Saturday, June 19


Lightning Safety Awareness Week
June 20-26    
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Lightning kills. Play it safe!

[JUNE 19, 2004]  Lightning Safety Awareness Week will be June 20-26. The National Weather Service in Lincoln, in conjunction with the Illinois Emergency Management Agency, has prepared a "Lightning Safety Awareness" brochure available in PDF form. The brochure contains lightning facts, safety tips, information about lightning strike injuries, background on the science of lightning, and a list of other sources of information on lightning and weather safety.  [To download the Adobe Acrobat reader for the PDF file, click here.]

Lightning is the second greatest cause of storm-related deaths in the U.S., killing more people than tornadoes or hurricanes! Only floods kill more. Lightning also inflicts devastating lifelong debilitating injuries on many more than it kills. While lightning strike frequencies are high in the Southeast, Midwest and the front ranges of the Rocky Mountains, all states have some lightning threat. Fortunately, most of these lightning deaths and injuries can be easily avoided.

Illinois ranks 11th in the country for the average number of lightning flashes in a year, with nearly 650,000 annually! Illinois also ranks eighth in the nation for lightning fatalities since 1990. However, in 2001 Illinois ranked second in the country for lightning deaths, behind Florida. Most of the lightning fatalities occur outdoors -- under trees, on ball fields, golf courses or lakes -- with more than half affecting men in the 20- to 40-year-old age group.

Remember, NO PLACE OUTSIDE IS SAFE NEAR A THUNDERSTORM! In fact, no place outside is safe within six miles of a thunderstorm!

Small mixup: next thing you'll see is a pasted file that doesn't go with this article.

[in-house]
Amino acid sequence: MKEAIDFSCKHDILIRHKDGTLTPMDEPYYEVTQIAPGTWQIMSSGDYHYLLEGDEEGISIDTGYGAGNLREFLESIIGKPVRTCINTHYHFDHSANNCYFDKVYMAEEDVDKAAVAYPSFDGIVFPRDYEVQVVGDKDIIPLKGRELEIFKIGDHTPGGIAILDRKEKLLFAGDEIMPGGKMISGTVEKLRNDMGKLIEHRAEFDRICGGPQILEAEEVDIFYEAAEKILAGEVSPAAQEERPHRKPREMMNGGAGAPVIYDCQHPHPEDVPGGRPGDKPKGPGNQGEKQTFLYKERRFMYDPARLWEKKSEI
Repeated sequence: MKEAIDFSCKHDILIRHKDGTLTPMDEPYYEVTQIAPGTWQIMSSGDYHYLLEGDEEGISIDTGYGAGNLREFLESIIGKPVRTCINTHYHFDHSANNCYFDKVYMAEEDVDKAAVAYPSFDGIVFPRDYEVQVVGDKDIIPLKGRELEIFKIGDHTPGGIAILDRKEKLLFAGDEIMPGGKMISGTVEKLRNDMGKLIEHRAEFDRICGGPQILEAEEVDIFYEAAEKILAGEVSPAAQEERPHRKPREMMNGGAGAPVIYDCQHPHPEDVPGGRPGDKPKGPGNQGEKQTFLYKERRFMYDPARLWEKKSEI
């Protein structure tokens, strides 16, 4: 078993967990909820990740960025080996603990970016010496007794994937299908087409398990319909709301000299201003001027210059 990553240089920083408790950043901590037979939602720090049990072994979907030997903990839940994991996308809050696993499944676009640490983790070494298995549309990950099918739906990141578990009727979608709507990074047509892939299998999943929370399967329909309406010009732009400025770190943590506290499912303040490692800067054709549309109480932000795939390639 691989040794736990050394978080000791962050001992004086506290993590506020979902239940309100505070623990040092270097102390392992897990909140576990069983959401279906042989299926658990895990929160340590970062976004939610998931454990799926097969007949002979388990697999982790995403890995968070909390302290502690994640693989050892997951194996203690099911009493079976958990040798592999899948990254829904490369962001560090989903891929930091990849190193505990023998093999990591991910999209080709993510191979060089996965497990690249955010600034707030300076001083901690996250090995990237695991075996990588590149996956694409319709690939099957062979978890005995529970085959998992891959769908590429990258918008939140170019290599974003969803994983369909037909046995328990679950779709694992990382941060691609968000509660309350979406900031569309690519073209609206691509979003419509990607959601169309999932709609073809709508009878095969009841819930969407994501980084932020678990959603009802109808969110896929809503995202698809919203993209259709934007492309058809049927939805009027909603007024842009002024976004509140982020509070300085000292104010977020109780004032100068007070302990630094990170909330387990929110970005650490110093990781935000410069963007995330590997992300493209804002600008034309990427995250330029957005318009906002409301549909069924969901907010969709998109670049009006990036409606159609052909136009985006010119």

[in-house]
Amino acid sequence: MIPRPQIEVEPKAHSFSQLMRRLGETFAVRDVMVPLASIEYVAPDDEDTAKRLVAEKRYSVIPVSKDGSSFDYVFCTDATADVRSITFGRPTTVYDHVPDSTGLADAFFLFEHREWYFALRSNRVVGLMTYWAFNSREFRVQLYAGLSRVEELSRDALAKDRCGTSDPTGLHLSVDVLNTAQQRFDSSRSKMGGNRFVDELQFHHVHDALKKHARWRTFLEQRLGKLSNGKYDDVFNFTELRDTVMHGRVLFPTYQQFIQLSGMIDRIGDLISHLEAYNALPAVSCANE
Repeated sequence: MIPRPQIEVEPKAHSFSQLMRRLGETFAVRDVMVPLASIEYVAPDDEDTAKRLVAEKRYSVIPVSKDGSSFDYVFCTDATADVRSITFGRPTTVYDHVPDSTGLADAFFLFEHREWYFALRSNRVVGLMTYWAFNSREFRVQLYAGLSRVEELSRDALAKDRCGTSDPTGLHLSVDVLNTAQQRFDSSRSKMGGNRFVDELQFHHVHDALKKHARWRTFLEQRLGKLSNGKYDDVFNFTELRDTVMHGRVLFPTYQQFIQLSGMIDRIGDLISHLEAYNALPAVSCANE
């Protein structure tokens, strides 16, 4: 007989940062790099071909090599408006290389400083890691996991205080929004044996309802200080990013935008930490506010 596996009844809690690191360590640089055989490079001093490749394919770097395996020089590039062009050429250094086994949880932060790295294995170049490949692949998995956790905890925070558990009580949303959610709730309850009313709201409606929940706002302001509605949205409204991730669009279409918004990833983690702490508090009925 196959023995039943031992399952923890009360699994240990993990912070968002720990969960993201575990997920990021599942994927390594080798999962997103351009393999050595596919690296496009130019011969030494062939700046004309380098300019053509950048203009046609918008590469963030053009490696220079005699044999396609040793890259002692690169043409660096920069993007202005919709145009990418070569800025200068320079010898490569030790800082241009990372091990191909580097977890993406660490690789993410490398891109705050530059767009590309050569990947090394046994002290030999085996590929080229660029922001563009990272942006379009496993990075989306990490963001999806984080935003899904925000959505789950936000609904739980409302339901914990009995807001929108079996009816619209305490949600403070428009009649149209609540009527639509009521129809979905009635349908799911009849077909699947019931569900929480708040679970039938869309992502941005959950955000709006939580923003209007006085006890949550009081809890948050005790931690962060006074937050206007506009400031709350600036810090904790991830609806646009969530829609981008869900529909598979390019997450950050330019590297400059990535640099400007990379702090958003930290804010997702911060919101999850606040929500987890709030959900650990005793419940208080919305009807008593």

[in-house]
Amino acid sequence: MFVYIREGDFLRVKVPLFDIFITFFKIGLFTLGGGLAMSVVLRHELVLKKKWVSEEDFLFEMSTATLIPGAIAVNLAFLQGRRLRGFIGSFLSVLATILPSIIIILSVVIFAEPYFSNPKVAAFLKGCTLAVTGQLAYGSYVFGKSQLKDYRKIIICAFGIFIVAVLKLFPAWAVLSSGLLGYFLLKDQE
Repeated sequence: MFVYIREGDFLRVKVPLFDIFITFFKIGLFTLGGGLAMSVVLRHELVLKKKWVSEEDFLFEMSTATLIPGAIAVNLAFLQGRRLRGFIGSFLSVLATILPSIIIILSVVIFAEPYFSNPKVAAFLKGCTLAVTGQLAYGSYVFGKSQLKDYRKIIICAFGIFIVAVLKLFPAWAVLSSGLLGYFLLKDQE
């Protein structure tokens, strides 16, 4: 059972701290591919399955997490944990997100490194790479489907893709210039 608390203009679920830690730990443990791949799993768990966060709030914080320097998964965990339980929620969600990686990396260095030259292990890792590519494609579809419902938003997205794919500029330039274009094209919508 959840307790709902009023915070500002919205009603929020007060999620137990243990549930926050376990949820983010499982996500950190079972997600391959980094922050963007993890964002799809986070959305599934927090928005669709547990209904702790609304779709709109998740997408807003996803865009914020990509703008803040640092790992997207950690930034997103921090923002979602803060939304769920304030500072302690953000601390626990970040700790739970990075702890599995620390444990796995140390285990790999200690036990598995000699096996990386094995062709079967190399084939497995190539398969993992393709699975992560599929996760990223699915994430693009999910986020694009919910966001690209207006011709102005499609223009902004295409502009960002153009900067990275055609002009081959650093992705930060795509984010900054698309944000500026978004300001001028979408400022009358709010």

Use the weather forecast to plan your outdoor activities to avoid the threat. The forecast from the National Weather Service in Lincoln can be found at


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The safest place from lightning is inside a house or other large, fully enclosed building with wiring and plumbing. But stay away from corded telephones, electrical appliances and plumbing. Don't watch lightning while standing near windows or in doorways. If you can't get to a house, a vehicle with a metal roof and metal sides is a good second choice.

Use the "30-30 rule." If you count 30 seconds or less between seeing the lightning and hearing its thunder, go inside immediately. If you can't see the lightning, go inside the moment you hear thunder. Don't go outside until 30 minutes or more after hearing the last thunder.

The most dangerous places are elevated places; open areas such as sports fields, beaches and golf courses; near tall, isolated objects like trees; and on or in the water, such as swimming, boating, fishing or at beaches. Do NOT go under trees to keep dry during a thunderstorm!

For more information on lightning safety, visit

[News release from the
National Weather Service in Lincoln]

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